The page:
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Opera touts data compression tech in #DataMustFall

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Richard Monday, Opera vice-president, Africa.
Richard Monday, Opera vice-president, Africa.

Web browser Opera claims it saved South Africans R45 million in data costs in the first quarter of 2019.

In an interview with ITWeb, Richard Monday, Opera vice-president for Africa, said the Opera Mini browser is one of the most popular mobile browsers in the country because of its speed and data compression, which can save the user up to 90% in mobile data.

Opera Mini requests Web pages through Opera software's compression proxy server. The compression server processes and compresses requested Web pages before sending them to the mobile phone. The compression ratio is 90% and the transfer speed is increased by two to three times as a result.

However, StatCounter, a free online visitor stats tool, places Opera as the fourth most used browser in SA.

Its mobile browser market share report for SA in October 2019 shows Chrome leads with 61.87%, followed by Samsung with a distant 13.46%; next is Apple’s Safari with 11.79%, then Opera trails at 9.6%.

Monday’s Opera assertion comes on the back of a raging debate on data costs in the country.

According to new research from the Independent Communications Authority of SA's (ICASA’s) most recent bi-annual tariff analysis report, which covers the period 1 July to 31 December 2018, customers can pay as much as R22 500 for 20GB of data if they go out-of-bundle, and going 1GB or 1.5GB out-of-bundle could cost them anywhere from R300 to over R1 600.

Social fight

Since 2016, South Africans have been calling for mobile data prices to come down under the social media banner #DataMustFall.

Initially, the social media campaign was led by radio and media personality Thabo 'Tbo Touch' Molefe. The campaign resulted in Parliament's portfolio committee on telecommunications and postal services spending two days in September 2016 hearing submissions from government, civil society organisations, telecoms operators and the public on the cost to communicate using mobile data.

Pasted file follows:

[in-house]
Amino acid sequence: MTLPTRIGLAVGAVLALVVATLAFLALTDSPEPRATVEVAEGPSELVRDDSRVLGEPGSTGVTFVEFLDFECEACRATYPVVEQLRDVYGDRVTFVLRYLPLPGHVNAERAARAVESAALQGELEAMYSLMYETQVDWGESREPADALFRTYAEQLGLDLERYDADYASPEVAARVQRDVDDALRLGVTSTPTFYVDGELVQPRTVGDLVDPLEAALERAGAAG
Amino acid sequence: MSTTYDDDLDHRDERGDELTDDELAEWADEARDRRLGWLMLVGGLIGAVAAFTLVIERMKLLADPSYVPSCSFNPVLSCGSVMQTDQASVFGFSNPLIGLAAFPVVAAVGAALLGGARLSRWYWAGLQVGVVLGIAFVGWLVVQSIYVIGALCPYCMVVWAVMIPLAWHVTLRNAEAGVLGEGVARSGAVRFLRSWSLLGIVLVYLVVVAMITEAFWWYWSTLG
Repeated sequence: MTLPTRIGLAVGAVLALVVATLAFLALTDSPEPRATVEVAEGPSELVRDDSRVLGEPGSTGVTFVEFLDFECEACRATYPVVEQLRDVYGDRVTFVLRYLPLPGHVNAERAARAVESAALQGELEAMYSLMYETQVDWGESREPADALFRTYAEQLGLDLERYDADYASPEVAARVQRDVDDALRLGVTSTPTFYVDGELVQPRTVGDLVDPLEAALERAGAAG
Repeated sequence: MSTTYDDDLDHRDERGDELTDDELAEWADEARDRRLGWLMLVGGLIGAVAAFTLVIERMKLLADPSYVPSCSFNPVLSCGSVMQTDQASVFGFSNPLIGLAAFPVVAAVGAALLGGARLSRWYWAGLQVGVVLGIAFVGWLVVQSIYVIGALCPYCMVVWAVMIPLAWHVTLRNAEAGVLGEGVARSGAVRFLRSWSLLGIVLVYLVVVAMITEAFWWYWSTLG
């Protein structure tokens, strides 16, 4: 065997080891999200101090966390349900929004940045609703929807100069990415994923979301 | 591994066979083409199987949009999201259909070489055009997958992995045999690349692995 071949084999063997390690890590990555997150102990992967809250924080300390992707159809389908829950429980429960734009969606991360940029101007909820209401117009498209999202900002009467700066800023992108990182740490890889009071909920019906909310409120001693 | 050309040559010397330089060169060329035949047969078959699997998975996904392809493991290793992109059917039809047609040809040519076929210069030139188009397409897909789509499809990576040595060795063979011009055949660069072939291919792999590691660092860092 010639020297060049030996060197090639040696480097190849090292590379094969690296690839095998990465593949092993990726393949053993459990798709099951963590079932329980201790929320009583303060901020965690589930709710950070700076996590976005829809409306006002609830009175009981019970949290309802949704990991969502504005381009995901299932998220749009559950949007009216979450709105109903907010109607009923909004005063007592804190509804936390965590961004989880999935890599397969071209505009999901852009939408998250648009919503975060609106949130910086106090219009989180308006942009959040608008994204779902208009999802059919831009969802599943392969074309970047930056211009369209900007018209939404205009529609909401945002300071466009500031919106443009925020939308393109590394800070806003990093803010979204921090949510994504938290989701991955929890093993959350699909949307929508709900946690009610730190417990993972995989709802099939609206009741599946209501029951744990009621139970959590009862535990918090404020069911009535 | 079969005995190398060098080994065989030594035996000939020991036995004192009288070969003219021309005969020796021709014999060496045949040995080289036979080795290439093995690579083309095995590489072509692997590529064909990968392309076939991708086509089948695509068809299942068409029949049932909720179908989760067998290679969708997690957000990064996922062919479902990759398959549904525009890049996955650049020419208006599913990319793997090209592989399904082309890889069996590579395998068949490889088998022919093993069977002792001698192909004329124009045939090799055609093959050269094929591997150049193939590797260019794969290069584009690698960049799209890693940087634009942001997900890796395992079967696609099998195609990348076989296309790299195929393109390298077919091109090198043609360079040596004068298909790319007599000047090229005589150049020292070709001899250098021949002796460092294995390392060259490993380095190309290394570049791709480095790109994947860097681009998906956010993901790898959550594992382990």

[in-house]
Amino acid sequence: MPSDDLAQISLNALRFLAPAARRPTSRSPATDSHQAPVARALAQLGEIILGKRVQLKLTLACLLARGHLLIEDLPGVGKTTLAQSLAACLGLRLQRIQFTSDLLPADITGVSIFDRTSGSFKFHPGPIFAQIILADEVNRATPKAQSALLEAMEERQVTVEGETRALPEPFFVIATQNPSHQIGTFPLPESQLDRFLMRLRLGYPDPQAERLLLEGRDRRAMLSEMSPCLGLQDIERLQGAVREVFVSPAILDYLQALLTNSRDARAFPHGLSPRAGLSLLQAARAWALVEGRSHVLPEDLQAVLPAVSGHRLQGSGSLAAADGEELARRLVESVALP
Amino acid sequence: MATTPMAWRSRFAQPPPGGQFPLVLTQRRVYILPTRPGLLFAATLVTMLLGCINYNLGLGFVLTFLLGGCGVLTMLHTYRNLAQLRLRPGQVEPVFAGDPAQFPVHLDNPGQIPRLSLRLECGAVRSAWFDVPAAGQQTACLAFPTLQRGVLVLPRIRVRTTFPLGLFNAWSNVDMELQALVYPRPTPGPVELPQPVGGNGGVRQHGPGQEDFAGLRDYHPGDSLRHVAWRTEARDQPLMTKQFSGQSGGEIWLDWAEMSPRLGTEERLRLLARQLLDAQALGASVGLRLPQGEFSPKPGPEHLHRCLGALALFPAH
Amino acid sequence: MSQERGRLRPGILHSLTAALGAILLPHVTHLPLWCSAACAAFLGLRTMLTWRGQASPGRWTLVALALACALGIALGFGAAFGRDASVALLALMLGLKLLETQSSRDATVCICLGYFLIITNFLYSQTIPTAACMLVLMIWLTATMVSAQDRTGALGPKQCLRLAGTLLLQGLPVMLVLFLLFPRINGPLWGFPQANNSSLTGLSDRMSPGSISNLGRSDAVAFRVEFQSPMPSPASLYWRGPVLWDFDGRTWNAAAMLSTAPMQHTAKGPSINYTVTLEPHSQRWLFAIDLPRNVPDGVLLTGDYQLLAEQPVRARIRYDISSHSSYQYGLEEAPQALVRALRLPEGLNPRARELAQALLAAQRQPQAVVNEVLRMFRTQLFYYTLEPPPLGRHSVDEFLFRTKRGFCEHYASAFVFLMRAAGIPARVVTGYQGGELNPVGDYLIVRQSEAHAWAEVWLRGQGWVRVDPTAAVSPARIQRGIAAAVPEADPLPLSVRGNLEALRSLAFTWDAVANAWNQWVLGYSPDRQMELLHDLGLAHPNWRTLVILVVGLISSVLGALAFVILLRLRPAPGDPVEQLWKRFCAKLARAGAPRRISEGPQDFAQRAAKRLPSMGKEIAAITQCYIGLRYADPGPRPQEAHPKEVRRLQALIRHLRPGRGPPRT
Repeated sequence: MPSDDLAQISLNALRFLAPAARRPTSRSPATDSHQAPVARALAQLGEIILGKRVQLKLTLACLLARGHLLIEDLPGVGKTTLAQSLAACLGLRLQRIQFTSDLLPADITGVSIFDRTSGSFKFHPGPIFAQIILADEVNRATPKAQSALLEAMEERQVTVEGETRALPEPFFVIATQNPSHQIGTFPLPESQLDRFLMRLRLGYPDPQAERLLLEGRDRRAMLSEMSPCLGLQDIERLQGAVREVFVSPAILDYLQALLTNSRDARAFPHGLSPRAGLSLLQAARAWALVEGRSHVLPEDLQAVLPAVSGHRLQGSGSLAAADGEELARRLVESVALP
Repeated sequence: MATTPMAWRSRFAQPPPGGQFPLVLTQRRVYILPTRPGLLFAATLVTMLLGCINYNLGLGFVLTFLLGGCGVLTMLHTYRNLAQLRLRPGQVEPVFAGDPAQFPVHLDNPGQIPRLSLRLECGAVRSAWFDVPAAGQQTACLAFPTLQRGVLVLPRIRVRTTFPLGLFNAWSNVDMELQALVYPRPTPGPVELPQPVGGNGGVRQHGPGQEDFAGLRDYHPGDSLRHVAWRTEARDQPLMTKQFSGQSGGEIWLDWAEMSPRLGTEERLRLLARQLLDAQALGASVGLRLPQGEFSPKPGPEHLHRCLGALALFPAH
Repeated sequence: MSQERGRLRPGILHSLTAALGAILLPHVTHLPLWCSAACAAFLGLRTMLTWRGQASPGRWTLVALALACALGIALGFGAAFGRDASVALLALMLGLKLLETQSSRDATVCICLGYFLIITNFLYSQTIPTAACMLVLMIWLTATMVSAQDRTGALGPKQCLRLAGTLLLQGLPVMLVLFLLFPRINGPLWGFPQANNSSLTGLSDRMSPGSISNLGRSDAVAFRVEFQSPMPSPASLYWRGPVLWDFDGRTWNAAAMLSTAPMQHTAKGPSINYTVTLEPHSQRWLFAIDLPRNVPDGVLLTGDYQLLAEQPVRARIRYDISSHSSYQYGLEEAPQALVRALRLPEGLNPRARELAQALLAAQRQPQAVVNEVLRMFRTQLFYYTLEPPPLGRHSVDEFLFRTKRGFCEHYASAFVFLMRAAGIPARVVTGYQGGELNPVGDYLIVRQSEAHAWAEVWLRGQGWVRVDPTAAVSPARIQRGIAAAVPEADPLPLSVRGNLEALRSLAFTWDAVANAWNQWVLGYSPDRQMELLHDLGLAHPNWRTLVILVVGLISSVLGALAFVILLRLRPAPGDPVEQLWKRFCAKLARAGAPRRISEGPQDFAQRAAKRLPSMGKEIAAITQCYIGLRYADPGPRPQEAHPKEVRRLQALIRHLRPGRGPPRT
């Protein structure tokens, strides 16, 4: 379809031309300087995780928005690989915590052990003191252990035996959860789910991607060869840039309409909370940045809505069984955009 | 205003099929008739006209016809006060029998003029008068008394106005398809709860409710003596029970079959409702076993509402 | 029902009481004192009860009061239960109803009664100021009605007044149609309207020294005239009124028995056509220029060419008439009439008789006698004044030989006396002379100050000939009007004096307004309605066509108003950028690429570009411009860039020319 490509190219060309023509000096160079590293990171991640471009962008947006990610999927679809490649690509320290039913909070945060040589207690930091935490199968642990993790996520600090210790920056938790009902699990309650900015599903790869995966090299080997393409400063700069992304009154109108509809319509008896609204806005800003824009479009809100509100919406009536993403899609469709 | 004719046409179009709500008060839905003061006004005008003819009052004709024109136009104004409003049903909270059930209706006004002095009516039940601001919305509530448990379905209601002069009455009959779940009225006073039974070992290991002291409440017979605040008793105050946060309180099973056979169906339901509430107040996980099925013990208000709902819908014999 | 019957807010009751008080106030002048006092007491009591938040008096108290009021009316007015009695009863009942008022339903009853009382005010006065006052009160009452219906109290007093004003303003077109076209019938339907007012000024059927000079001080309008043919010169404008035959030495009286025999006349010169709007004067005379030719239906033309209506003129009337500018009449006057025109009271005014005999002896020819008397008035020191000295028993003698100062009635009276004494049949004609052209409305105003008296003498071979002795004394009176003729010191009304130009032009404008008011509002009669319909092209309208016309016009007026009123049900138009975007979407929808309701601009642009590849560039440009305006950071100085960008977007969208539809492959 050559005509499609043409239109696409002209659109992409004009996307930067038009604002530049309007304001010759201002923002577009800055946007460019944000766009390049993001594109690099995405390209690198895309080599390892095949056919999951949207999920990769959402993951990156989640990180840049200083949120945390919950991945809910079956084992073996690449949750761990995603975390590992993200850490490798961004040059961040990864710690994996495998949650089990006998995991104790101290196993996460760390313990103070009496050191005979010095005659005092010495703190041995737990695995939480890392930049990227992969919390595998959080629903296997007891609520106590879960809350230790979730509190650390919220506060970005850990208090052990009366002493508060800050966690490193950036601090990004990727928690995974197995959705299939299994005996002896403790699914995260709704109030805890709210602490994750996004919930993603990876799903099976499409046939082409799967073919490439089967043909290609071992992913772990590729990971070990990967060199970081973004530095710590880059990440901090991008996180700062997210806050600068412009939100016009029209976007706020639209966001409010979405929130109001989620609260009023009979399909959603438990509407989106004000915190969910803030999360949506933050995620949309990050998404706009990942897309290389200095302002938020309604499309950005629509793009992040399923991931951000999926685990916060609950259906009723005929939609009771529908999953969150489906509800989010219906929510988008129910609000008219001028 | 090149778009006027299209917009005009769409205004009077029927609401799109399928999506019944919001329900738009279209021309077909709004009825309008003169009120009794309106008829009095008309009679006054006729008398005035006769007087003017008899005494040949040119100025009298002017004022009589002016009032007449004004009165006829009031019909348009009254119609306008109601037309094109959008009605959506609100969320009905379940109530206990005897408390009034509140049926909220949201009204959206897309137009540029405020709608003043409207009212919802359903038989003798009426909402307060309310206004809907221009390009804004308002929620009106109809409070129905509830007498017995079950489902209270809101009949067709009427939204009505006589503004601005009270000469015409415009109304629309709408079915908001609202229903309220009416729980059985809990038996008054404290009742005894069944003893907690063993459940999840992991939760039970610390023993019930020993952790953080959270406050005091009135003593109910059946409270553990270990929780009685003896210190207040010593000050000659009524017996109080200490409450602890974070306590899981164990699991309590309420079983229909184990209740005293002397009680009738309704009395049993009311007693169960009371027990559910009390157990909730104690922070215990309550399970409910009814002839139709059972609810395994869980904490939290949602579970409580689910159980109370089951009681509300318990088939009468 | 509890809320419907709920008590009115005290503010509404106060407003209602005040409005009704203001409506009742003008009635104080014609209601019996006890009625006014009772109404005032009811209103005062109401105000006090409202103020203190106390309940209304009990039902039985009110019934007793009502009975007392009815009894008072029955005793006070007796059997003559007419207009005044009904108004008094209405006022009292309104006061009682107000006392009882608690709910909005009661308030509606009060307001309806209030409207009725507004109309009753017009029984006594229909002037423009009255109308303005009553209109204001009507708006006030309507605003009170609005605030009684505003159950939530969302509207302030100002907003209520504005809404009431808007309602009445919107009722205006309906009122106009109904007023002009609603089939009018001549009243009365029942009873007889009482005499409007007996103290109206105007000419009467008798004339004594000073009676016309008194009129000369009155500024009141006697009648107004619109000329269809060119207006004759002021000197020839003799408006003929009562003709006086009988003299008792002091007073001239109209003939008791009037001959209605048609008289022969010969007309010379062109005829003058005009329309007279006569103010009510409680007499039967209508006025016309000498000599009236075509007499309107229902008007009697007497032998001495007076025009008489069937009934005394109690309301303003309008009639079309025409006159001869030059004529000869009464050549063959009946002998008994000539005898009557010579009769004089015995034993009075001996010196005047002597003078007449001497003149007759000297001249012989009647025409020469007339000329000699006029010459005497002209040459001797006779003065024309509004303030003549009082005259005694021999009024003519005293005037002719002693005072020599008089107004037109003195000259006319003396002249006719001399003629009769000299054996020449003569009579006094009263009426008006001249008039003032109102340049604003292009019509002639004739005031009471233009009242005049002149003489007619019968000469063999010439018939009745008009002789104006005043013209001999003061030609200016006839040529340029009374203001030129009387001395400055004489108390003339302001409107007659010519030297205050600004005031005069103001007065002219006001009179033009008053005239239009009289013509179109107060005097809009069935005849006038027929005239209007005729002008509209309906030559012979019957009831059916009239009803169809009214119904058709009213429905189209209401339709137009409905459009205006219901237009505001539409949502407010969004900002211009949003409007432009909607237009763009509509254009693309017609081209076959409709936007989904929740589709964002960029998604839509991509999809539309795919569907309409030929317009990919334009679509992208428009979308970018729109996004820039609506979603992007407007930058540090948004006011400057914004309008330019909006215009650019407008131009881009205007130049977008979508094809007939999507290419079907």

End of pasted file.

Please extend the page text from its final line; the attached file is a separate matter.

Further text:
This led to ICASA in June 2017 announcing its intention to conduct an inquiry to determine the priority markets in the electronic communications sector, followed by the publication of the discussion document this year.

The Competition Commission followed ICASA in August with its own inquiry into the high price of data services in SA. In October 2017, ICASA announced a third study, this time an international benchmark study, comparing data pricing in SA with other countries.

Finance minister Tito Mboweni also added his voice on the issue, saying the high costs limit the country’s competitiveness.

“The data compression mode in Opera Mini has the capability to pre-process and reduce the amount of data from a Web site before it reaches your phone,” said Monday. “This gives you faster navigation, increases your browsing speed and extends your data plan.”

According to Monday, in SA, people pay around R107.49 for 1GB of mobile data, which is 28 times more expensive than India, and almost the same price as in Germany.

“In the first quarter of 2019, the Opera Mini user base in SA saved more than R45 million ($3 million) on mobile data. This means people who choose Opera Mini in SA spend significantly less money on data plans and are able to browse nine times longer than when they use browsers without data compression mode.”

Turning to online privacy in Africa, especially with the continued cyber attacks, particularly in SA, Monday noted Opera became the first major browser to integrate an unlimited and free virtual private network (VPN)into the desktop browser, and earlier this year, announced the inclusion of VPN in Opera’s mobile browser.

“The VPN is free and built into the browser, with no logs tracked, giving users control of their privacy for daily browsing.

“Once you enable it, the VPN will replace the IP address with a virtual IP address that makes it harder for Web sites to track your location and identify your device. It uses a 256-bit encryption algorithm that drastically reduces the risk of third-parties collecting sensitive pieces of personal information.”

Africa’s offline problem

Monday also touched on how businesses on the continent can benefit from digital transformation.

He noted African firms are lagging behind in transforming themselves into entities of the future and it’s concerning.

“One of the major challenges they face is leveraging digital transformation as a means to scale a business, as they still operate offline.

“Opera has prioritised digital growth in Africa after announcing its $100 million investment in 2017. Opera has since focused on bringing more people online, by providing them with fast and secure browsers and mobile applications, such as the Opera Mini browser, the Opera browser for Android, and Opera news.”

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